By Lenore T. Adkins, Special to the AFRO
When aspiring chef Shamon Hill joined forces with celebrity chef Chris Clime to make a gourmet smoked salmon dish consumed by some of the nation’s top military brass, he didn’t expect a job offer to work in Clime’s kitchen.
But that’s exactly what happened to the 19-year-old resident of Stafford, VA, who says he’s figuring out how he’d balance working at PassionFish restaurant, where Clime serves as executive chef, with upcoming classes at Northern Virginia Community College.
Chris Clime, left and Shamon Hill preparing their winning salmon dish at the 2019 Blue Star Neighbors Celebration at the U.S. Chamber of Commerce, which attracted 300 guests. (Courtesy Photo)
“I thought it was amazing,” Hill says of Clime’s offer. ‘Cooking with Chris more and more will be able to expand my horizons to do more things.”
Hill and Clime are both “military brats” whose fathers had or have careers in the military that required them to frequently move. Hill’s father, Master Sergeant Marvin Hill is in the United States Marine Corps. Born in New Jersey, the younger Hill followed his father to Fredericksburg, Virginia, Camp Pendleton in California and now to Stafford, Virginia — his father works at Quantico.
“You’re constantly on the move, which can be very tiring, but at the same time, you’re also meeting new people in different environments that you never thought you’d be living in, so at the same time, it can be a good and a bad experience,” Shamon Hill told the AFRO.
Meanwhile, Clime’s father, Robert Clime, a retired captain in the United States Navy, served in Virginia Beach, Rhode Island, Oceania, Washington, D.C., Puerto Rico, and Fairfax. Besides working as executive chef at PassionFish, the younger Clime is also chef de cuisine of Passion Food Hospitality, the restaurant group that includes PassionFish.
Hill and Clime met through Blue Star Families, a 10-year-old nonprofit that supports military families through several programs that help military spouses secure jobs, connect military families with civilian neighbors, help “military brats” adjust to life on the road and more.
The organization has reached more than 1.5 million military families and distributed more than $80 million to its members and military families since 2009, according to its website, and it operates more than 30 chapters across America.
On May 14, Blue Star Families held its annual Blue Star Neighbors Celebration at the United States Chamber of Commerce to recognize three of the organization’s crucial supporters — the Walt Disney Company, Craig Newmark, founder of Craigslist and Craig Newmark Philanthropies, and Susan Masser, a civilian who helped rescue a military family’s daughter in a medical crisis.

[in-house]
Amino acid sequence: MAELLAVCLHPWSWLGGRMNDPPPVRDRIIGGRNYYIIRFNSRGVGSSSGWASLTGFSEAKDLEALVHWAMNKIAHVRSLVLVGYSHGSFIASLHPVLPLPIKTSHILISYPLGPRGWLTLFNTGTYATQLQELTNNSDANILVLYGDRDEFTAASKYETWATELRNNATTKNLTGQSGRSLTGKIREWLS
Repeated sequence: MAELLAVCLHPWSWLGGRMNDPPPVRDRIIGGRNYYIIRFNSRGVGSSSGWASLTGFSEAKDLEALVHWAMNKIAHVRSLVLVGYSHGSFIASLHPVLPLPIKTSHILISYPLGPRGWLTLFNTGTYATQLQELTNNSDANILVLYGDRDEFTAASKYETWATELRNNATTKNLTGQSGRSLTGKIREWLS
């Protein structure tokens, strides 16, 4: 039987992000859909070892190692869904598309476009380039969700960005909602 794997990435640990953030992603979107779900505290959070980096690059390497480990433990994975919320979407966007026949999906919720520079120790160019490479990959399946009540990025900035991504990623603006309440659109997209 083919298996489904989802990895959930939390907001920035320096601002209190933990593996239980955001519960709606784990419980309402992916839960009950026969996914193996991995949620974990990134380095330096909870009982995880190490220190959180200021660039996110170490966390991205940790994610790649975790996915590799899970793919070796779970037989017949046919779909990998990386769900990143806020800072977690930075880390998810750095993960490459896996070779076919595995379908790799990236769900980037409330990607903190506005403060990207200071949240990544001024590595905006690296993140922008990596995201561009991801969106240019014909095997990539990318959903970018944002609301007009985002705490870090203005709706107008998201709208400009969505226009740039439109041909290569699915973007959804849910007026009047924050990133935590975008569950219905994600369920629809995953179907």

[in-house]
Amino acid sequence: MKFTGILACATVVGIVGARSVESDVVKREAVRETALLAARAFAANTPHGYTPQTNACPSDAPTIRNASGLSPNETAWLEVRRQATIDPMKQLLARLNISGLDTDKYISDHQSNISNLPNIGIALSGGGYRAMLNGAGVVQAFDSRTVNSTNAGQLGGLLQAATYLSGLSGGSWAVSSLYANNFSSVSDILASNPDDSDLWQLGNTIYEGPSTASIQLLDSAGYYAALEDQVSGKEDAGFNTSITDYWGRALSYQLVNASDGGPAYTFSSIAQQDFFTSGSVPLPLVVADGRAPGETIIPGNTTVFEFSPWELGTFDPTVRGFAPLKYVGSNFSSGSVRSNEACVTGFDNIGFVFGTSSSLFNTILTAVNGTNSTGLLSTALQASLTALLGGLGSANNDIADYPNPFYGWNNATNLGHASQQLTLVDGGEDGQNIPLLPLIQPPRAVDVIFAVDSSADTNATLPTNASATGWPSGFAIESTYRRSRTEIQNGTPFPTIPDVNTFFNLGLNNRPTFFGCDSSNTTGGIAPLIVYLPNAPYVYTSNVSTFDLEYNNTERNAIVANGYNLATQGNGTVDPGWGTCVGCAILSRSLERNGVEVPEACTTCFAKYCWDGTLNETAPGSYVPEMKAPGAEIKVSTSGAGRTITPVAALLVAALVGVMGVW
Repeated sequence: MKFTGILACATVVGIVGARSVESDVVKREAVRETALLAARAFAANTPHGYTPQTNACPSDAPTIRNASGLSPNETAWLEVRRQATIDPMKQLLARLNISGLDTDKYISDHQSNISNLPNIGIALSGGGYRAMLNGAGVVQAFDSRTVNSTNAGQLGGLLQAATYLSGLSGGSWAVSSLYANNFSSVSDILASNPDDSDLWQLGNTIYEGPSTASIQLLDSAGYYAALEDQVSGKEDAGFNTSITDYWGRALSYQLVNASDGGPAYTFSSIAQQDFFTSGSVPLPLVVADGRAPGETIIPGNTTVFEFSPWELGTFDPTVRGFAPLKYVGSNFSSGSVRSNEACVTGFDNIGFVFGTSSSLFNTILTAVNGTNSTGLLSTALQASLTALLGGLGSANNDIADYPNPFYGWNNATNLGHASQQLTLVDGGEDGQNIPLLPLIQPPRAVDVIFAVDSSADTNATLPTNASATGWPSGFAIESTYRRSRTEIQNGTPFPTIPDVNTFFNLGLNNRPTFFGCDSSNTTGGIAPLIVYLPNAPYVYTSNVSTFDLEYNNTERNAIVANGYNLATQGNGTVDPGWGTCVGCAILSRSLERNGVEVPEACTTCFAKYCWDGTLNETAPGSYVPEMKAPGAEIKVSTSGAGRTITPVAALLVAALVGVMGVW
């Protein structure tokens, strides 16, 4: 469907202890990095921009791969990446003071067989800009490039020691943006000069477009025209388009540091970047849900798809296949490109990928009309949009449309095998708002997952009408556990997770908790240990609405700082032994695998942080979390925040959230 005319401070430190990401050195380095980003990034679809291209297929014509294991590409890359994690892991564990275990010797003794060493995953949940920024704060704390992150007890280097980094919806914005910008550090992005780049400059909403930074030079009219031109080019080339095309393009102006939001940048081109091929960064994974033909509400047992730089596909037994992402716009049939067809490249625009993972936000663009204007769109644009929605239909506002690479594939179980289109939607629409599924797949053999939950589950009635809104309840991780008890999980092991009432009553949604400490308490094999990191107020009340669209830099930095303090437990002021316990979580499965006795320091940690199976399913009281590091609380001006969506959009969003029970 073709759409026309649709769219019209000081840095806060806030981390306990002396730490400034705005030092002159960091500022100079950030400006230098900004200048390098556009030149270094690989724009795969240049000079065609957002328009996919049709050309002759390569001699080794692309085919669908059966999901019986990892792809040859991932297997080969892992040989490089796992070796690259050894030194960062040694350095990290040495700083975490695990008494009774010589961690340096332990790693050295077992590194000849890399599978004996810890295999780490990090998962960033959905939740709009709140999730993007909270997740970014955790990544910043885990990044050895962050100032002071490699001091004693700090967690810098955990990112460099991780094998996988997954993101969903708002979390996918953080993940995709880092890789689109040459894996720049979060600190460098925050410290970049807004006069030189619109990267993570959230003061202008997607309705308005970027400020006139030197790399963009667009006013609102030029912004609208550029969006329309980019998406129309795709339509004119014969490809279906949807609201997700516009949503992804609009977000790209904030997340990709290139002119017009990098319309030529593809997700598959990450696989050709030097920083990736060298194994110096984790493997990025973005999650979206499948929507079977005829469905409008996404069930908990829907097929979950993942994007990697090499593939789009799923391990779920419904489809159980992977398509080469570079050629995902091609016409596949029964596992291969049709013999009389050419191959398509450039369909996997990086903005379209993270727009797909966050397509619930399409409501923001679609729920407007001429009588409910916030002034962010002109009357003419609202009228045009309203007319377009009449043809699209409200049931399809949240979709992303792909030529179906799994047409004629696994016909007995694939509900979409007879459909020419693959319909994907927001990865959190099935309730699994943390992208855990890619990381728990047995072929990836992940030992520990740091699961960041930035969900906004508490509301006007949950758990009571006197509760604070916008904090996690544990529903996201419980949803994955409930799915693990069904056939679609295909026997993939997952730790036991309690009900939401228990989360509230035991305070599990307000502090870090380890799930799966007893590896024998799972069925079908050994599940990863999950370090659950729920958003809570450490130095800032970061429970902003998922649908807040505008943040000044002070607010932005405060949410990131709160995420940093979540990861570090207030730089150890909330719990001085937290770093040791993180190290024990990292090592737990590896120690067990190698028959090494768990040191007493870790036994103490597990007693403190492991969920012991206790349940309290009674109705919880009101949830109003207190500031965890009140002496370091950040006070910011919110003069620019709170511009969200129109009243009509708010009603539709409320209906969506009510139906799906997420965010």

As part of the celebration, Hill and chefs from different branches of the military teamed up with seven D.C. celebrity chefs to prepare a dish for attendees. Guests voted on their favorite dishes and the chefs behind the winning cuisine scored bragging rights.
“We put out a call for military kid chefs because our celebrity chef himself had been a military kid and he cooked for us in the past,” says Kathy Roth-Douquet, chief executive officer of Blue Star Families.
Hill and Clime won the contest with their smoked salmon pizzelle. They made it on an everything bagel crisp smeared with Coleman mustard aioli, and topped it with pickled red onions, chopped eggs and capers, then served it cold. The duo made between 230 and 280 of them and people were scooping up the salmon so fast that Hill and Clime had to constantly reassemble more.
The event drew Vice Chairman of the Joint Chiefs of Staff Gen. Paul Selva, U.S. Secretary of the Army Mark Esper, actor Ian Bohen, and other notable guests, for a total of 300 people. Other culinary stars included mixologist Todd Thrasher, chef Ris Lacoste of Ris, and chef Robert Wiedmaier of Marcel’s.
“It was very overwhelming,” Hill says. “I never thought at the age of 19 I’d be out here serving food to VIPs and generals.”
The two men bonded over their shared backgrounds as military kids and foodies as they created their dish in the Bethesda location of PassionFish.
Hill sliced and baked the bagel to a crisp, and shredded the egg white and yolk, while Clime took care of the rest.
Right now, Hill works in the kitchen at Mission BBQ in the chain’s Stafford location. He credits his parents (his mother is Ladeesha Hill) with schooling him the basics in the kitchen, like how to make spaghetti, pancakes, eggs, French toast and home fries.
As time went on, they taught him more, and he sharpened his skills by taking two years of culinary arts studies at Brook Point High School in Stafford. Once he gets to Northern Virginia Community College, Hill hopes to study culinary arts and baking. His goal is to become executive chef of a fine-dining restaurant or to run his own.
Hill’s already learned quite a bit from Clime, like how to be more efficient, about presentation, how to transform a raw product into something delectable and how spices and syrup combined can enhance a dish.
“When we smoke salmon at Mission we … use different seasonings,” Hill says. “His way was different, it was something that I never would have thought of before because for salmon to be sweet, it was something that was totally new to me.”
And Clime sees himself in Hill.
“It’s nice to work with a younger kid that’s as passionate as he says he is to cook,” Clime says, adding that Hill has the right attitude, listens, has a firm handshake, a solid work ethic and learns fast. “It’s nice to see, because that’s the way I was.”
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